They say “absence makes the heart grow fonder”. As much as this statement is true in life, it certainly is true for Star Trek, specifically Trek on television. This May, it will have been a decade since we have last seen Star Trek broadcast as a weekly series. On May 13th, 2005, the Enterprise episode titled “These Are The Voyages…” aired and it capped off an interesting period in Trek fandom because it not only marked the end of Enterprise after only 4 seasons, but it also began the period of drought of Trek on television that currently exists today.
But something has happened in these intervening 10 years which has caused a significant change in fandom: more and more people are rediscovering Enterprise and reconsidering its merits. This article will examine not only why this is happening, but also why you should give it a chance if you haven’t already.
Two Factors What Worked Against Enterprise
1. The Nature of Media Consumption Was Different Ten Years Ago
With the advent of on-demand, video streaming services such as Netflix, Amazon Instant, Hulu and the proliferation of user-friendly media devices such as the Roku and Google Chromecast, the entire Star Trek television canon (The Original Series, The Animated Series, The Next Generation, Deep Space Nine, Voyager, and Enterprise) is now available to dedicated and casual fans in a way that’s accessible as never before. This type of a la carte watching really allows for focused “binge” or “marathon” viewing and it’s perfect to really get the taste of what a show is and if necessary, allow people to skip parts they don’t like.
Unfortunately for Enterprise, it never got this luxury in its first run on television. Arguably it got the worst of both worlds. In 2000, when its pilot episode “Broken Bow” aired, the television world was only just leaving the syndication model that had dominated much of 90’s era Star Trek. The Next Generation and Deep Space Nine had been the bread and butter for syndicated networks and Voyager had just finished its seven year run in May of 2001 anchoring Paramount’s “United Paramount Network” or UPN. But while Voyager had the luxury of UPN being a fresh newcomer in the eyes of audiences, by the time of Enterprise’s launch, the network was already something of a faded afterthought among TV networks.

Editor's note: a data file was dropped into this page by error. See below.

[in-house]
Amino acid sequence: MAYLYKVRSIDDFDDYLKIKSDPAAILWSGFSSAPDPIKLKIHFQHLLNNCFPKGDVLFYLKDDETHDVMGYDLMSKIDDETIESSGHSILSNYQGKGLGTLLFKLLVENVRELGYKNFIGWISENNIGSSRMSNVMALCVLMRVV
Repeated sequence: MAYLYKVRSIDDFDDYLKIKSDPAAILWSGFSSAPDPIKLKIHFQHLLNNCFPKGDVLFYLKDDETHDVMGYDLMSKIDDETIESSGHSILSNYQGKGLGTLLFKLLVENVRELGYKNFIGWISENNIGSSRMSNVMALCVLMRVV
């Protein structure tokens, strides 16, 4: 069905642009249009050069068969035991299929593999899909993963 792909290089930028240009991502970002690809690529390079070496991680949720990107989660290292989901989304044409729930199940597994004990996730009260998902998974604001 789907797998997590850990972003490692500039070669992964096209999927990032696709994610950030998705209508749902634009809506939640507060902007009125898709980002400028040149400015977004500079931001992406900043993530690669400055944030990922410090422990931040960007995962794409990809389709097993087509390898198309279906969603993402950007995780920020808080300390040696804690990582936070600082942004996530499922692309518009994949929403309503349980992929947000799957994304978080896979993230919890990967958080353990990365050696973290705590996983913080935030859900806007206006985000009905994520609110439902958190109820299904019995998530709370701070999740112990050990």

With UPN facing plummeting ratings due to its identity crisis and reluctance to continue its reputation as a sci-fi oriented network after seven years of Voyager, it routinely bumped Enterprise into the worst timeslots (Friday night at 10 pm, for example in some markets) in favor of mediocre sitcoms and pro wrestling. No wonder then Enterprise often had to work at a significant disadvantage to get viewers from its very onset.
2. Star Trek Wasn’t The Only Game in Town Anymore
When The Next Generation debuted in 1987, it arguably revitalized not only Star Trek on television, but it also revitalized the entire American science fiction genre. There really was no competition for the type of sci-fi loving audience that routinely tuned into TNG. This would gradually begin to shift with Deep Space Nine and Voyager, which faced increased competition for viewers with the advent of shows like Babylon 5 and the X-Files, but Trek arguably still came out on top. However, with the start of Enterprise, two factors began working against it. First, Enterprise launched in September of 2001, a mere three months after Voyager had ended, to officially become the fifth live-action Star Trek series. Historically, concurrent or adjacent Trek series have never been a problem. Deep Space Nine launched to great fanfare alongside TNG’s final two seasons and Voyager similarly debuted to great fanfare during DS9’s first two seasons. However, by the time of Enterprise, that well had begun to be tapped dry. With four TNG movies and two additional series under its belt, Star Trek just didn’t seem as fresh as it used to in the early 1990s. This fatigue also coincided with a boomlet of outstanding sci-fi shows such as Battlestar Galactica, Firefly, and Farscape that were also airing at roughly the same time, which provided additional competition for Enterprise that just didn’t exist for the other Trek series.